The committee drafting the constitution resumed work on Tuesday after Sunni Arabs – the 20 percent minority community – ended a six-day boycott that began when one of their committee members was gunned down last week.

The committee’s chairman, Humam Hamoudi, said on Wednesday committee members would meet on Aug. 1 to decide whether to ask for a six-month extension. This would push back the entire process by six months, meaning elections currently penciled in for the end of the year would not happen until mid-2006.

That would be a severe blow to Washington, which is keen to keep Iraq to a tight schedule in its transition to democracy.

Violence in Iraq continued on Wednesday unabated. Three Iraqis were killed and 37 injured when a mortar round fell on Baghdad’s main Allawi bus station.

Iraq’s defense ministry said seven of its soldiers had died in an attack by gunmen on Tuesday at a water purification station north of Baghdad. The U.S. army said four American soldiers were killed over the weekend by a roadside bomb.

South of Baghdad, Iraqi police commandos claimed a success, capturing an Egyptian allied to Ayman al-Zawahiri, al Qaeda’s number two, during a raid. They said the detainee, Hamdi Tantawi, was responsible for funding attacks in the area.

Casey said the level of attacks mounted by insurgents had not increased substantially over the past year. “I wouldn’t say it’s necessarily a stalemate,” he said. “Insurgencies need to progress to survive. And this insurgency is not progressing.”

See our last post on Iraq.

  1. Al-Jaafari calls for withdrawal timetable
    Via TruthOut:

    Iraq Wants Quick Withdrawal of US Troops
    The Associated Press

    Wednesday 27 July 2005

    Baghdad – Iraq’s transitional prime minister called Wednesday for a speedy withdrawal of US troops and the top US commander here said he believed a “fairly substantial” pullout could begin next spring and summer.

    Prime Minister Ibrahim al-Jaafari said at a joint news conference with Defense Secretary Donald H. Rumsfeld that the time has arrived to plan a coordinated transition from American to Iraqi military control throughout the country.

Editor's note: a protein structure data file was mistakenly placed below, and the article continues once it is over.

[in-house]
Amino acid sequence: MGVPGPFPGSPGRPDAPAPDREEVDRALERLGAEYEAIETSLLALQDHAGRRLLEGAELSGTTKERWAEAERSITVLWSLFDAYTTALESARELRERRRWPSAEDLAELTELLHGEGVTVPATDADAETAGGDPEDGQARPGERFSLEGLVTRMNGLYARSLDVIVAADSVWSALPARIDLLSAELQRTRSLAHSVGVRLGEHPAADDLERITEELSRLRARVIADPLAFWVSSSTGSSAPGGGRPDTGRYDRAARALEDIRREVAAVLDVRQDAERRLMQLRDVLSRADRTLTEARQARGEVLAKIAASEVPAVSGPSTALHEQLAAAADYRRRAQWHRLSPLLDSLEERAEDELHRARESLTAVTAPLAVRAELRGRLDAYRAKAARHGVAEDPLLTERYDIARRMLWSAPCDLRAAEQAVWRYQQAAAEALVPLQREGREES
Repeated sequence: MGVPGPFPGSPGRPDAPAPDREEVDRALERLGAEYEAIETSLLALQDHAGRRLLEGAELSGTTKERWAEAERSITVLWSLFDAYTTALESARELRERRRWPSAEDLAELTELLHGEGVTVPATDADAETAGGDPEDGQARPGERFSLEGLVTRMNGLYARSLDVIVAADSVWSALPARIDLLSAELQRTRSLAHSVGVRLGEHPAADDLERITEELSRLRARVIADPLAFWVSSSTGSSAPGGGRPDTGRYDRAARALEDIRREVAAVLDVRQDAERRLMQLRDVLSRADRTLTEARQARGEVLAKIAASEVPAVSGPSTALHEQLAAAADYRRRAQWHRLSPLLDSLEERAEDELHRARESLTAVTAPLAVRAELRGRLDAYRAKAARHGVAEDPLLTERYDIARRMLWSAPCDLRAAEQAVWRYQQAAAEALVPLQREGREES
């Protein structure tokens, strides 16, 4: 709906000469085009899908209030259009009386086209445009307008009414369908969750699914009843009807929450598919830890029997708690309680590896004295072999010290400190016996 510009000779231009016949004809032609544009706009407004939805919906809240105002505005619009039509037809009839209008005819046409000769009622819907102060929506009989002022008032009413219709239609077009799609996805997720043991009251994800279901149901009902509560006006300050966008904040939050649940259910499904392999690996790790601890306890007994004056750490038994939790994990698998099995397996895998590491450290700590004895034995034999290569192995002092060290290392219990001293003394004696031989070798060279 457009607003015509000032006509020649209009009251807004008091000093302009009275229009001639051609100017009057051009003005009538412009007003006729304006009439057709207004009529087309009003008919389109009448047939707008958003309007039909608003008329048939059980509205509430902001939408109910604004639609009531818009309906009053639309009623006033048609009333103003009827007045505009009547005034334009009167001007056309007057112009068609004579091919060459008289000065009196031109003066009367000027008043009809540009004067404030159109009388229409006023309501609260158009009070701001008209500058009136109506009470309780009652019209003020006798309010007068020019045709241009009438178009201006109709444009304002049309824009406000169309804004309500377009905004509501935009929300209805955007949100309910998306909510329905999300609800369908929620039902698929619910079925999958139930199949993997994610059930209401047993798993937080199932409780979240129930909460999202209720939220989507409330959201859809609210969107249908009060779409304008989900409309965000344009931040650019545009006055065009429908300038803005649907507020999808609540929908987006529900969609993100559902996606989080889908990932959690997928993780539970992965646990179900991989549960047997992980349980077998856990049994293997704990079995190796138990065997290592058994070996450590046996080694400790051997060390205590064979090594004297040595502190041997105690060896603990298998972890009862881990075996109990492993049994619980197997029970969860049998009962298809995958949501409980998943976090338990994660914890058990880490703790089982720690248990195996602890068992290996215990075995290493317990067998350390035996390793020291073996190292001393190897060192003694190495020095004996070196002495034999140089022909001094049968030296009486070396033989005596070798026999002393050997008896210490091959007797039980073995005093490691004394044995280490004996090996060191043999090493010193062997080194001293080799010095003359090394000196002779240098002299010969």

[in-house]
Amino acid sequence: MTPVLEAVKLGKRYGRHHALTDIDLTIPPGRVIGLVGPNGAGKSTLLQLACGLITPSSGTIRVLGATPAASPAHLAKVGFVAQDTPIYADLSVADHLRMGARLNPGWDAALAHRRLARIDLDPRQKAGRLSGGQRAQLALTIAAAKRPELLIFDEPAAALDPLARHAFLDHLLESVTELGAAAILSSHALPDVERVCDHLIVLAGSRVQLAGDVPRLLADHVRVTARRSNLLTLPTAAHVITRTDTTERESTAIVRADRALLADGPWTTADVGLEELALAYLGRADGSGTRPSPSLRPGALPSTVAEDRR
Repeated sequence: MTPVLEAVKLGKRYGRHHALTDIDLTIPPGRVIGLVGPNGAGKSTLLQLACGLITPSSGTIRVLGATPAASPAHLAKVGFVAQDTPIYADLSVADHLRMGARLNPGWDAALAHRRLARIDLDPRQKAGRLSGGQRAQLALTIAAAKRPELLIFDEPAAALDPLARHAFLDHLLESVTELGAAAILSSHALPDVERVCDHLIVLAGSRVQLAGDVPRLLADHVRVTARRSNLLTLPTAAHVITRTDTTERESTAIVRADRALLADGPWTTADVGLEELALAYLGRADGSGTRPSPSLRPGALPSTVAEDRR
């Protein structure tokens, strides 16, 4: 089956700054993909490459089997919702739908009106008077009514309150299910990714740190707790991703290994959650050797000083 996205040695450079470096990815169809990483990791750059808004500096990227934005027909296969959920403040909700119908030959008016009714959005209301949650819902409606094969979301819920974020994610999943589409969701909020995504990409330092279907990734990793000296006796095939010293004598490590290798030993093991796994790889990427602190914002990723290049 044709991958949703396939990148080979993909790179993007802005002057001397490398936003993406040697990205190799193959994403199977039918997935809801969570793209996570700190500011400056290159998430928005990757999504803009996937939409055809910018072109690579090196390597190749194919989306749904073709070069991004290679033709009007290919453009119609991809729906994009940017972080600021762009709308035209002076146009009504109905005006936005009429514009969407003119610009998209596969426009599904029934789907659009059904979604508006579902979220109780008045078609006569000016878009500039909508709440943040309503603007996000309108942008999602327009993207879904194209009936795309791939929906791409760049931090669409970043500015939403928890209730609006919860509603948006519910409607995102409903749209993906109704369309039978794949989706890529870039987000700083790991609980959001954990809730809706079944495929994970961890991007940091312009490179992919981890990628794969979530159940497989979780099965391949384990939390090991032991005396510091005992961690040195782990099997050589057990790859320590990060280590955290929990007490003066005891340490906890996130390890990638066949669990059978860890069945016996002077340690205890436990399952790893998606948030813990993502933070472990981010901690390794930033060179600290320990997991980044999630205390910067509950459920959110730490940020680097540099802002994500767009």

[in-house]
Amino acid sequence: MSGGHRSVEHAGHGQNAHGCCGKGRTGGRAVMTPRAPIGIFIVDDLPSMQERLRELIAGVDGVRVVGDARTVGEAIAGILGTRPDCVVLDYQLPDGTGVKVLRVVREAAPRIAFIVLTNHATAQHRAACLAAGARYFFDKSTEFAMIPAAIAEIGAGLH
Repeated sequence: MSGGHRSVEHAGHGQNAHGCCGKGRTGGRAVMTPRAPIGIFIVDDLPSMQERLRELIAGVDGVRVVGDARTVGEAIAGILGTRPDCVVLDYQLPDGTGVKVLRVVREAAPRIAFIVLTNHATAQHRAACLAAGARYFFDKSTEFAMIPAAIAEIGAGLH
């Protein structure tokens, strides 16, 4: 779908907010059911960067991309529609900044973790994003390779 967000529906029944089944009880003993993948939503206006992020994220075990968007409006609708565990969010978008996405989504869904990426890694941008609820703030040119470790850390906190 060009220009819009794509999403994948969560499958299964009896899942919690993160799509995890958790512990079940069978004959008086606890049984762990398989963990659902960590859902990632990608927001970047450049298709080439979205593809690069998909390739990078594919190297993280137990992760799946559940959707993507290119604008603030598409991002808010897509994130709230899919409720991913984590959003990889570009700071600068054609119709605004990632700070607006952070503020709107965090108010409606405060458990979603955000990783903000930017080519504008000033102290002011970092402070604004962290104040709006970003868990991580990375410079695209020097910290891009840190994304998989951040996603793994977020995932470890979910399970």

Asked how soon a US withdrawal should happen, he said no exact timetable had been set. “But we confirm and we desire speed in that regard,” he said, speaking through a translator. “And this fast pace has two aspects.”

    First, there must be a quickening of the pace of US training of Iraqi security forces, and second there must be closely coordinated planning between the US-led military coalition and the emerging Iraq government on a security transition, he said.

    “We do not want to be surprised by a withdrawal that is not in connection with our Iraqi timing,”‘ he said.

    Speaking earlier with US reporters traveling with Rumsfeld, Gen. George Casey, the top American commander in Iraq, said he believed a US troop withdrawal could begin by spring 2006 if progress continues on the political front and if the insurgency does not expand.

    Rumsfeld was planning to get a firsthand look at the training of Iraqi security forces by watching a demonstration by a group of Iraqi special forces soldiers using live ammunition at a training range run by American troops.

    US officials describe a variety of security forces being developed. Foremost is the Iraqi army, comprised mainly of infantry battalions, although there also are to be four tank battalions. The army now has about 77,000 soldiers, and it is scheduled to expand to about 85,000 by December. It includes “intervention forces,” to lead the Iraqi effort against the insurgency.

    There are now about 94,000 police, most for standard traffic and patrol work. That is to grow to about 145,000 by December, and it includes “special police” commando battalions as well as a mechanized police brigade that will be a paramilitary, counterinsurgency unit intended to deploy to high-risk areas using light armored personnel carriers.

    The organization in charge of training and equipping Iraqi security forces is the Multinational Security Transition Command, headed by Lt. Gen. David Petraeus, who last week was announced by the Pentagon as the next commander of the Army’s Combined Arms Center at Fort Leavenworth, Kan. He is to be replaced in Iraq by Maj. Gen. Martin Dempsey, who spent more than a year in Iraq as commander of the 1st Armored Division.